Though there may be a biological impact, being overweight or obese is more experienced by women. Social and cultural norms could be causing young women to be unsatisfied with their bodies and appearances even without having an unhealthy level of obesity. This can also lead to severe health conditions, such as anorexia and mental health issues. However, it also equally impacts men. A large muscular body may culturally be recognised as masculine, and in cases of men who do not have such a physique, they may tend to consume harmful substances or face a lack of confidence and mental health issues. Hence, these gender-biased cultural norms can ultimately lead to higher rates of suicide and self-harm among both men and women.
A recent study published in Lancet reported significantly higher rates of child marriages in the Asia-Pacific regions, where >30% of women were married off before the age of 18. In addition, global data has shown that, in 2018, around 34% of women-related homicides were committed by their male partners.
Furthermore, girls entering early marriages before an appropriate age, tend to leave formal education establishments. This coincides with the added disadvantage of being less able to make decisions on better healthcare options for their children. The burdens related to child marriage do not only apply to girls but to young boys as well. Underage marriage can have a severe impact on mental health and well-being (Sezgin, and Punamäki, 2020).
As a result of underage marriage, subsequent underage pregnancies have also become a severe health burden, leading to higher maternal mortality rates, where the maternal mortality of adolescents has been recorded to be 17% higher than in adult women. Moreover, adolescent maternity also results in limited employment opportunities for women and girls, which is mainly due to the inaccessibility to modern, safe, and effective contraceptive methods as well as a lack of knowledge of having other options (Jain, and Muralidhar, 2011). This is common in both men and women, in which a proper reproductive health education is essential to all children without any gender bias, rendering the adolescent pregnancy as the responsibility of both parties.
Gender equality is everyone’s responsibility
Gender equality can have an equal positive effect on both women’s and men’s health. For instance, men with childcare are less likely to consume alcohol and drugs, while men in caregiving capacities tend to be less violent. The accessibility to healthcare in the community, regardless of their gender, is important for a company’s sustainability, thrivability, and growth. As a leader, by addressing gender equality at the workplace, one can reach out, to not only the women’s needs, but also to the men who would not seek help due to a lack of confidence. In the general community, this could also be the case of a close family member who is suffering from gender inequality.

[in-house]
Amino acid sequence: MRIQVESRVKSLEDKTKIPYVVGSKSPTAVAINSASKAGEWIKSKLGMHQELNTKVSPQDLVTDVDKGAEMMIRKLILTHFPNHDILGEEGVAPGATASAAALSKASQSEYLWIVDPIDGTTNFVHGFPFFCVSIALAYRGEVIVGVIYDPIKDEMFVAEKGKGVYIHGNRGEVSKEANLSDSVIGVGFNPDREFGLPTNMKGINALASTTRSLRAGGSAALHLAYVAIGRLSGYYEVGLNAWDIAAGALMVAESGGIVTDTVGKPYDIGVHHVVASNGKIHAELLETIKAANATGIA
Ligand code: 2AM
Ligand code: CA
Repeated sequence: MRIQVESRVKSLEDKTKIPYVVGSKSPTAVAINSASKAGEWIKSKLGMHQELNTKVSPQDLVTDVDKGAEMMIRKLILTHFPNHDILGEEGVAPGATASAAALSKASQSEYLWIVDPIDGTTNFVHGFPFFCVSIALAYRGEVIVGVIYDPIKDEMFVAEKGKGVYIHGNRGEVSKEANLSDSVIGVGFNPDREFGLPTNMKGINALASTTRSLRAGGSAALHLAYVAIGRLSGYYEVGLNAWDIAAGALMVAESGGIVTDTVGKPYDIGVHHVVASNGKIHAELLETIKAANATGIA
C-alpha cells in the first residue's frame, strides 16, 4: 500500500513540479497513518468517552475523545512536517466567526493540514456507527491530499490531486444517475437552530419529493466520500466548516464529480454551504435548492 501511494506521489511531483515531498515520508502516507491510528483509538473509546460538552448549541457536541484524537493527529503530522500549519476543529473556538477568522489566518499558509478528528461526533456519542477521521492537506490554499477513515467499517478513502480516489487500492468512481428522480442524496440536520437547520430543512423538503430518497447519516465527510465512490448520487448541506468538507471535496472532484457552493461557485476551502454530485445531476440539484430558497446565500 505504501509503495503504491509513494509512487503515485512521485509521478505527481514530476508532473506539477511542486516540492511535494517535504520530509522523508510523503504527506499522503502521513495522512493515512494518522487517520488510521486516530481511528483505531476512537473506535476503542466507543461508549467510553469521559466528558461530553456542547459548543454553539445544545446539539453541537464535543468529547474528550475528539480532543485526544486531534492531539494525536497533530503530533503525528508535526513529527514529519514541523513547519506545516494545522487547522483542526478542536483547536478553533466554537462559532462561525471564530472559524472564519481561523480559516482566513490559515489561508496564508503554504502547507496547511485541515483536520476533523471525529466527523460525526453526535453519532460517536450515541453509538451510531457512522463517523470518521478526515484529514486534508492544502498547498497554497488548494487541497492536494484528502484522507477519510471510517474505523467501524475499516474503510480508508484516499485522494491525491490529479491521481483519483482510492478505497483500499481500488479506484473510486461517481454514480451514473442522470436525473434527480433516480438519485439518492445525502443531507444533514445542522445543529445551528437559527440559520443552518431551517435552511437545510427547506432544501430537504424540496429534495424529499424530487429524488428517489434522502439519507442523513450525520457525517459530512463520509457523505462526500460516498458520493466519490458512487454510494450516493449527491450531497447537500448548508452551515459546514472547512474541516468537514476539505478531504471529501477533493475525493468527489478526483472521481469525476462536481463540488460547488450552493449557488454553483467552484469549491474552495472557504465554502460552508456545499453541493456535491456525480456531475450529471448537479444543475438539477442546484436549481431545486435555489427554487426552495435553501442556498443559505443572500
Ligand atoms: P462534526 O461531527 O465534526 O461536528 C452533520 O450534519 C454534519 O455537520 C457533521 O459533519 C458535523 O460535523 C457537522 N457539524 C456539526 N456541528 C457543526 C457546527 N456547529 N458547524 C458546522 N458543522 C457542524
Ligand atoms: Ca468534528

According to the latest United Nations statistics and gender equality measurements, the majority of countries around the world, and none of the World Health Organization member countries, have yet attained complete gender equality.
This begins at the individual level, where being aware and being mindful of the behaviours, own thinking patterns, the terminology used in day-to-day talk, and the immediate surrounding is critical. Observing one’s self and the environmental patterns to notice how healthcare is being managed at the individual level and those surrounding the individual. To attain equality, one does not need to abandon the current life style, but the attitudes that lean towards gendered terms, practices, and norms.
Act for yourself: 9 simple steps to improve gender equality and health-related issues
- Integrating gender equality goals for healthcare into annual development plans.
- Developing gender-neutral health policies and reviewing them regularly.
- Improving financial management to ensure both men and women have equal access to funds supporting healthcare.
- Improving gender-balanced healthcare research with equal representation of all gender categories.
- Creating an environment that allows both men and women to highlight gender inequality.
- Promoting gender-neutral attitudes towards biased occupations and terms, such as leadership, empowerment, parenthood (equal importance in motherhood and fatherhood), caregiving as well as reproductive, sexual, and mental health.
- Creating a safe working environment for all workers regardless of their gender.
- Teaching and training children to accept the new cultural norms and terms. Raising them in a gender-neutral environment, so that they grow up believing in a gender-equal society.
- Believing that the current attitudes and patterns of thinking should change over time. Knowing and understanding that it cannot happen overnight, but will need to proceed slowly, gradually, and consistently.